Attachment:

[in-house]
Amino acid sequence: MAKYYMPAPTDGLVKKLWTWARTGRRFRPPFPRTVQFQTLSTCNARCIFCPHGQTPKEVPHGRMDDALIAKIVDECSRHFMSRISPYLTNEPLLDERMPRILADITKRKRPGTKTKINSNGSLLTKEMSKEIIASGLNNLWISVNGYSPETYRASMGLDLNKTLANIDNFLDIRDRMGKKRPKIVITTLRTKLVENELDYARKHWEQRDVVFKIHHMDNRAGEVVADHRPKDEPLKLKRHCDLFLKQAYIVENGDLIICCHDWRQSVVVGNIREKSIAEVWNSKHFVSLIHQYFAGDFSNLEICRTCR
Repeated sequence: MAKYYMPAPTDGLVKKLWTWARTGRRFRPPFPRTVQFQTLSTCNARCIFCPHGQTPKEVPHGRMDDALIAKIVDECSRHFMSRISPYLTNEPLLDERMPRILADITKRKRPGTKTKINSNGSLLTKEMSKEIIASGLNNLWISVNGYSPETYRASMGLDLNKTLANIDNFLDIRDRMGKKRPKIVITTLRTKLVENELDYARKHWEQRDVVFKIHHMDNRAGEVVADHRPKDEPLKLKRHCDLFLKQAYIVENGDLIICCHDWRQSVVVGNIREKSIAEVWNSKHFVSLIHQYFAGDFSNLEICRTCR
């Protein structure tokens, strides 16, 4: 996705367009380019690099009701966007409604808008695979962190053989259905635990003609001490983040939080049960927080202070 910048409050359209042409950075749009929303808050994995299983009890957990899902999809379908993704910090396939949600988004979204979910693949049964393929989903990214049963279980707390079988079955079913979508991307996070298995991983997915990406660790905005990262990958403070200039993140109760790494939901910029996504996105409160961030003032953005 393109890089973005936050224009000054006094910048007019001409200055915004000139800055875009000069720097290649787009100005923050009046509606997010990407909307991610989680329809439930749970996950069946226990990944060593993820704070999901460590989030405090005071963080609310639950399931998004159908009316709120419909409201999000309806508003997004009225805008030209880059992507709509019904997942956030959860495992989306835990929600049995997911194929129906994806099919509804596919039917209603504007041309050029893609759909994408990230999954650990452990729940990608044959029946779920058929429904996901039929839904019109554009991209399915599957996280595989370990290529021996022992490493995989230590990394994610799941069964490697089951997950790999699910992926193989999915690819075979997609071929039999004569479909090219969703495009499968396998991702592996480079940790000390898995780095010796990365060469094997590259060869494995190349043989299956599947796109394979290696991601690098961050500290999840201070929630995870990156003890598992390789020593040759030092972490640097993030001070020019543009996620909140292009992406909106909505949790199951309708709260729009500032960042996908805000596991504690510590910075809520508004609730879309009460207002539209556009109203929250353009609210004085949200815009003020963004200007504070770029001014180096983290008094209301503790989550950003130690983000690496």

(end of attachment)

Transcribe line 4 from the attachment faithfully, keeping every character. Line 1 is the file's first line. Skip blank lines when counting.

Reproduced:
């Protein structure tokens, strides 16, 4: 996705367009380019690099009701966007409604808008695979962190053989259905635990003609001490983040939080049960927080202070 910048409050359209042409950075749009929303808050994995299983009890957990899902999809379908993704910090396939949600988004979204979910693949049964393929989903990214049963279980707390079988079955079913979508991307996070298995991983997915990406660790905005990262990958403070200039993140109760790494939901910029996504996105409160961030003032953005 393109890089973005936050224009000054006094910048007019001409200055915004000139800055875009000069720097290649787009100005923050009046509606997010990407909307991610989680329809439930749970996950069946226990990944060593993820704070999901460590989030405090005071963080609310639950399931998004159908009316709120419909409201999000309806508003997004009225805008030209880059992507709509019904997942956030959860495992989306835990929600049995997911194929129906994806099919509804596919039917209603504007041309050029893609759909994408990230999954650990452990729940990608044959029946779920058929429904996901039929839904019109554009991209399915599957996280595989370990290529021996022992490493995989230590990394994610799941069964490697089951997950790999699910992926193989999915690819075979997609071929039999004569479909090219969703495009499968396998991702592996480079940790000390898995780095010796990365060469094997590259060869494995190349043989299956599947796109394979290696991601690098961050500290999840201070929630995870990156003890598992390789020593040759030092972490640097993030001070020019543009996620909140292009992406909106909505949790199951309708709260729009500032960042996908805000596991504690510590910075809520508004609730879309009460207002539209556009109203929250353009609210004085949200815009003020963004200007504070770029001014180096983290008094209301503790989550950003130690983000690496």